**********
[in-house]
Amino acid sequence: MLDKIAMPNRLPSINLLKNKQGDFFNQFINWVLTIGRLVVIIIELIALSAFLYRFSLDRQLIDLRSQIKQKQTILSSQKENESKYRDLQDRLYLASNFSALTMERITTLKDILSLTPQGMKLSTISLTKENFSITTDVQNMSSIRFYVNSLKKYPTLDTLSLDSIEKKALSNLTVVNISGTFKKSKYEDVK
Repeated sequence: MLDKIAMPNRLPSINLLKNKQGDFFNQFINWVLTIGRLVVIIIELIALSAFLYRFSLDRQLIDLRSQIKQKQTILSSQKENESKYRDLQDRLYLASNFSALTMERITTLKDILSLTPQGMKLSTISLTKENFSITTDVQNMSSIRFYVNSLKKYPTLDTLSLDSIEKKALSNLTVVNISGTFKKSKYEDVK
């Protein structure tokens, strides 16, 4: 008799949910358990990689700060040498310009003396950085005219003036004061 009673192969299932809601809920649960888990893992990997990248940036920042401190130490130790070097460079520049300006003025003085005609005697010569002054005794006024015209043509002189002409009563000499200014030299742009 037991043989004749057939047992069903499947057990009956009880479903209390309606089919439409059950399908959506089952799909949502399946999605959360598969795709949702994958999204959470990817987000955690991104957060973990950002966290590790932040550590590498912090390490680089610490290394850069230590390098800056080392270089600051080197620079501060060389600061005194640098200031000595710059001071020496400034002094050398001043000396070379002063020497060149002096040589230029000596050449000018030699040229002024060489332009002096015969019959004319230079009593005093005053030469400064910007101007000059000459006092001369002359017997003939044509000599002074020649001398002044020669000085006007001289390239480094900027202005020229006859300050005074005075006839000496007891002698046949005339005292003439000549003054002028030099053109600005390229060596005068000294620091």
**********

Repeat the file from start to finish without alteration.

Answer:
[in-house]
Amino acid sequence: MLDKIAMPNRLPSINLLKNKQGDFFNQFINWVLTIGRLVVIIIELIALSAFLYRFSLDRQLIDLRSQIKQKQTILSSQKENESKYRDLQDRLYLASNFSALTMERITTLKDILSLTPQGMKLSTISLTKENFSITTDVQNMSSIRFYVNSLKKYPTLDTLSLDSIEKKALSNLTVVNISGTFKKSKYEDVK
Repeated sequence: MLDKIAMPNRLPSINLLKNKQGDFFNQFINWVLTIGRLVVIIIELIALSAFLYRFSLDRQLIDLRSQIKQKQTILSSQKENESKYRDLQDRLYLASNFSALTMERITTLKDILSLTPQGMKLSTISLTKENFSITTDVQNMSSIRFYVNSLKKYPTLDTLSLDSIEKKALSNLTVVNISGTFKKSKYEDVK
């Protein structure tokens, strides 16, 4: 008799949910358990990689700060040498310009003396950085005219003036004061 009673192969299932809601809920649960888990893992990997990248940036920042401190130490130790070097460079520049300006003025003085005609005697010569002054005794006024015209043509002189002409009563000499200014030299742009 037991043989004749057939047992069903499947057990009956009880479903209390309606089919439409059950399908959506089952799909949502399946999605959360598969795709949702994958999204959470990817987000955690991104957060973990950002966290590790932040550590590498912090390490680089610490290394850069230590390098800056080392270089600051080197620079501060060389600061005194640098200031000595710059001071020496400034002094050398001043000396070379002063020497060149002096040589230029000596050449000018030699040229002024060489332009002096015969019959004319230079009593005093005053030469400064910007101007000059000459006092001369002359017997003939044509000599002074020649001398002044020669000085006007001289390239480094900027202005020229006859300050005074005075006839000496007891002698046949005339005292003439000549003054002028030099053109600005390229060596005068000294620091």